Business Insight 58 – The Food Chain (blog & vlog)

The Golf Tournament was a great success, but the amount of publicity was very poor; the PR guy really was retired and acted as much (he treated it as a very nice holiday in Eastbourne). We had arranged with the magnificent 5-star Grand Hotel some excellent room rates, and filled the place. The event had probably cost nearer to £40,000 in the end, and I wondered if it was really worth it. It certainly didn’t feel like it at the time, but there was probably some intangible value to putting it on – a value that stayed with us for years after as a result.

Two further significant events culminated in that year. CA, our principal supplier for the past few years, had told us that we were to lose our exclusivity. As we had pushed further out, we were running up against other customers of theirs – customers they were not prepared to give up.

We decided that, as we grew bigger and covered more territory, this was going to be a constant thorn in our side. We could design a much better window and door suite ourselves, and could build in USPs which were genuinely ours (and ours only). We would get the new system extruded, stock the components, and supply them to appointed manufacturers – who would sell us back the finished fabricated product.

A highly recommended designer, Eric Hibbert, was hired at the back end of 1981, and the launch of the product was going to coincide with the Golf Tournament. We had a competition for the brand, and ‘DATA 7’ was the winning name (a shortening of DAvies & TAte plus the number of years we had been trading, 7).

A new depot was taken on in Gloucester (where Eric lived and where most of the technical side of the industry was based), and we started stocking our own extrusions for sale.

CA – having realised we meant business – said they would now customise aspects of their windows and doors, and offered us exclusivity on that range; but it was too late, as we were too deeply committed to our own.

INSIGHT 58 a:- It seems a constant that you have to take virtually everybody to the limit to get what you really want (or a joint resolution), and that they only concede or agree when it is usually too late. 



Post-Rodney, my ego and ambition saw no bounds – it was rampant. In 1983 the confluence of those human traits produced my personal “perfect storm”.

Eric Hibbert must have seen me coming from a mile off. We wanted our own range and paid him a considerable fee to design one; however, we definitely didn’t want to manufacture it. The double glazing industry, beyond the major players, was set up thus: systems companies designed, stocked and supplied the various window, door and patio door extrusions and components to the manufacturers (customers) of their product range; and they (their customers) in turn either supplied the retail or commercial markets themselves (i.e. sold and fitted them as well), or sold to retailers/installers like ourselves who didn’t manufacture.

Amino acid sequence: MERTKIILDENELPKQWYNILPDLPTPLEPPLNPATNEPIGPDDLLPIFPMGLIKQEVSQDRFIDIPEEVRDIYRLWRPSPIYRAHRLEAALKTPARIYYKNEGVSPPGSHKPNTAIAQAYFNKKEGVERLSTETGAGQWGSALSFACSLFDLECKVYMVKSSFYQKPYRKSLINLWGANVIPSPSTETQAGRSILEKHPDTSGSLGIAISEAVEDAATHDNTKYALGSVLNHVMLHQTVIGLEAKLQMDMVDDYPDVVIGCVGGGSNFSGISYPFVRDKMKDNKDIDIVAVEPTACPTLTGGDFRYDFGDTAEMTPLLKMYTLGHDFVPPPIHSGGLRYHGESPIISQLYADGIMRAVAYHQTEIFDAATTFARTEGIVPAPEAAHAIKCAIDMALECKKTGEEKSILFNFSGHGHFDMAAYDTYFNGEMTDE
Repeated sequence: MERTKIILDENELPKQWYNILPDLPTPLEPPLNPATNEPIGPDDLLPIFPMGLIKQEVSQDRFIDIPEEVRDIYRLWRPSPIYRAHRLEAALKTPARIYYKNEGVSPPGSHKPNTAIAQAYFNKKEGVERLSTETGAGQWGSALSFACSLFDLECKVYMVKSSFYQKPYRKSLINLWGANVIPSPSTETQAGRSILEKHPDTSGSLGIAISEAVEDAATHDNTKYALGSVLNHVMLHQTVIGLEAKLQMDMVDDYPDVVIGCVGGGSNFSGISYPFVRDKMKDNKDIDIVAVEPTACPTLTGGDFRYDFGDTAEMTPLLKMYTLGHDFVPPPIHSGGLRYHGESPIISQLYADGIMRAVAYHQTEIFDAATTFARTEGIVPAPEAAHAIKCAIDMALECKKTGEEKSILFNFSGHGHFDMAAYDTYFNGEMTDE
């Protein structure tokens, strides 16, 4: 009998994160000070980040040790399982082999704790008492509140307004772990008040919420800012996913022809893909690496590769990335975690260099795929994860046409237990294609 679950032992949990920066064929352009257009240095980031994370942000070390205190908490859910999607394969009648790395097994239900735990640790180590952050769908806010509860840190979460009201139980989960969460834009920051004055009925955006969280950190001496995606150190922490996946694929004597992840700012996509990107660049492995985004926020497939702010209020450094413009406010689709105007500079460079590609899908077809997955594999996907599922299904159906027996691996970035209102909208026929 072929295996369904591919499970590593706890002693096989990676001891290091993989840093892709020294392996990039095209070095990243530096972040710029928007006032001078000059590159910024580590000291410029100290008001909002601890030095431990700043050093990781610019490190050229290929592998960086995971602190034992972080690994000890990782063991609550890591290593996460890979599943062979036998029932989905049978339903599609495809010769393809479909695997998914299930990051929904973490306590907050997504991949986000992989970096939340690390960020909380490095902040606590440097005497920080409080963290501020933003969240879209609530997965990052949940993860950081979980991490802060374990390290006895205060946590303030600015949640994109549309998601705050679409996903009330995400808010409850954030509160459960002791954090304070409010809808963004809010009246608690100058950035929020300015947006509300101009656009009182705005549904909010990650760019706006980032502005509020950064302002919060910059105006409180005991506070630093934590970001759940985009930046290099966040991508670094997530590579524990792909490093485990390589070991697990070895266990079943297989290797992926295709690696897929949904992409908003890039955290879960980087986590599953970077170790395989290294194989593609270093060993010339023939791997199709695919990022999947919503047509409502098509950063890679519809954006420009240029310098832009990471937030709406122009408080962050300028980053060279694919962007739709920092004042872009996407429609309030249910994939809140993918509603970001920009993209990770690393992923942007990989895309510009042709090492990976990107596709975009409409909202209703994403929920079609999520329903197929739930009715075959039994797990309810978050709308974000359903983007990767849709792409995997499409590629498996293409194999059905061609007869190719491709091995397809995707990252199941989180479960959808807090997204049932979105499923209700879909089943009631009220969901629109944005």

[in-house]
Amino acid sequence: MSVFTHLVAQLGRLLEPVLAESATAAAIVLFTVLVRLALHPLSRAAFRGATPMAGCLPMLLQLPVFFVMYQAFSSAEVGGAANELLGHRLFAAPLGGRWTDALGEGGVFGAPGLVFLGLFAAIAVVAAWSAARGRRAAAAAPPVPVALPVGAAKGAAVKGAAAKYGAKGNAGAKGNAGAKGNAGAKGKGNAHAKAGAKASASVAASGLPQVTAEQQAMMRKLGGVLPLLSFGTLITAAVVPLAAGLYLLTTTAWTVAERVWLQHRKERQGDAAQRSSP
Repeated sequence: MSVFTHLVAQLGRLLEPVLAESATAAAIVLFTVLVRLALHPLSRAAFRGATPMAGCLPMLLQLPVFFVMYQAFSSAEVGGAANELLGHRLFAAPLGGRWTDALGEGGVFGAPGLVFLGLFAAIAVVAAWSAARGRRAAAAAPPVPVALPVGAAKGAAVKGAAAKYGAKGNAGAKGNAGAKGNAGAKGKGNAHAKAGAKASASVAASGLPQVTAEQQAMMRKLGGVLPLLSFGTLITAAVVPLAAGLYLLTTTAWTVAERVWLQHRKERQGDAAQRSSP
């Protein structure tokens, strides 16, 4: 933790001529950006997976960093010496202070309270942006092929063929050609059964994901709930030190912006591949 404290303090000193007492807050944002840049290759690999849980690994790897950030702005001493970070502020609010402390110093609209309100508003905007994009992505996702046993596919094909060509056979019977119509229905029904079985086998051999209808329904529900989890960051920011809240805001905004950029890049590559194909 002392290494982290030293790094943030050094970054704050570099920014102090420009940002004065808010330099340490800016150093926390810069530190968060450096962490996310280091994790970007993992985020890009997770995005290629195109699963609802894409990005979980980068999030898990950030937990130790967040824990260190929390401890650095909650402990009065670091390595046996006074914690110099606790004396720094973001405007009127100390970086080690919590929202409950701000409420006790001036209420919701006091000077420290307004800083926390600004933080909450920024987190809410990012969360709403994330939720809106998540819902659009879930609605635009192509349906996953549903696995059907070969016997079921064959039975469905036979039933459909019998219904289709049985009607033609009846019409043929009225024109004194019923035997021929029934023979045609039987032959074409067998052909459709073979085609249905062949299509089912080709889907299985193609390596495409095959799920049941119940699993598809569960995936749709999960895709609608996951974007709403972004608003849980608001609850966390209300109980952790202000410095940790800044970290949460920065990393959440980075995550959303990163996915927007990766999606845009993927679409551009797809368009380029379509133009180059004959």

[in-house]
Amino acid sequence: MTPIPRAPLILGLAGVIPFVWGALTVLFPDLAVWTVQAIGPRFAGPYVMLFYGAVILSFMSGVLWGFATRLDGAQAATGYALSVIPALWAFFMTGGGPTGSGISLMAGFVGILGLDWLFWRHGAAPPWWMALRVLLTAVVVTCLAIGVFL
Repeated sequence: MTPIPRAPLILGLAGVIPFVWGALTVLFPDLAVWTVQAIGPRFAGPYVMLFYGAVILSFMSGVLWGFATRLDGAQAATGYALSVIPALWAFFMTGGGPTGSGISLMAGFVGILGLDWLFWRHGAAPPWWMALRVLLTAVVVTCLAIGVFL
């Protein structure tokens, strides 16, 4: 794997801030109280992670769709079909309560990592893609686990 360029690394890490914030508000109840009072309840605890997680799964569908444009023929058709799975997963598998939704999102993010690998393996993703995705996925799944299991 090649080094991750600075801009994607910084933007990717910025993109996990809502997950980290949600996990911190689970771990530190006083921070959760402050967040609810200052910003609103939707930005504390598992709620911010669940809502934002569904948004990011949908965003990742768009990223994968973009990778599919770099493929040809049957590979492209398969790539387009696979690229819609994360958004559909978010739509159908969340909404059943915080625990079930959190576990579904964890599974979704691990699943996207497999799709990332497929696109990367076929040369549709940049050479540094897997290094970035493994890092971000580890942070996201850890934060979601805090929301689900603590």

The reason for the industry structure was that it took a long time (and was very expensive) to design and run out window and door systems yourself. Some of the components (particularly with a range designed to be the ultimate in windows and doors) were very lightly used, but still had to be stocked at a minimum economic quantity to make it worthwhile from the extruder’s point of view.

We were going to have to stock all of these (components) anyway, so Eric suggested that we become a ‘systems’ company as well, selling our window and door system to other companies outside our retail marketing area – a whole new ‘business to business’ market, making the enterprise ultimately more justifiable.

The trouble was that our retail range was too ‘esotERIC’, so we would have to run out an additional more basic range to suit the bulk commercial market. Some of the components would be used on both ranges though, so it wouldn’t be twice the cost; however, if we were serious about being a systems company it was the minimum required.

So that’s the design and stocking of TWO complete window, door and patio door systems – plus the associated locks, hinges and other extras – all sited 100 miles away, in a brand new building that we were going to rent on a new full repairing lease basis .

Eric was going to be managing director of the new company Davies & Tate Systems Ltd (D&TS), but was also going to hire a team of 3 people – including an experienced systems person called Sheila…who would actually run the business, as he (Eric) was going to carry on his own design business. (What did I say about part-timers?)

INSIGHT 58 b:- This was a very ambitious project, and in truth a huge distraction; it was hugely expensive and never in its life made a profit from outside customers alone (i.e. not including sales attributable to factories supplying finished products back to D&TRWS).


Leave a Reply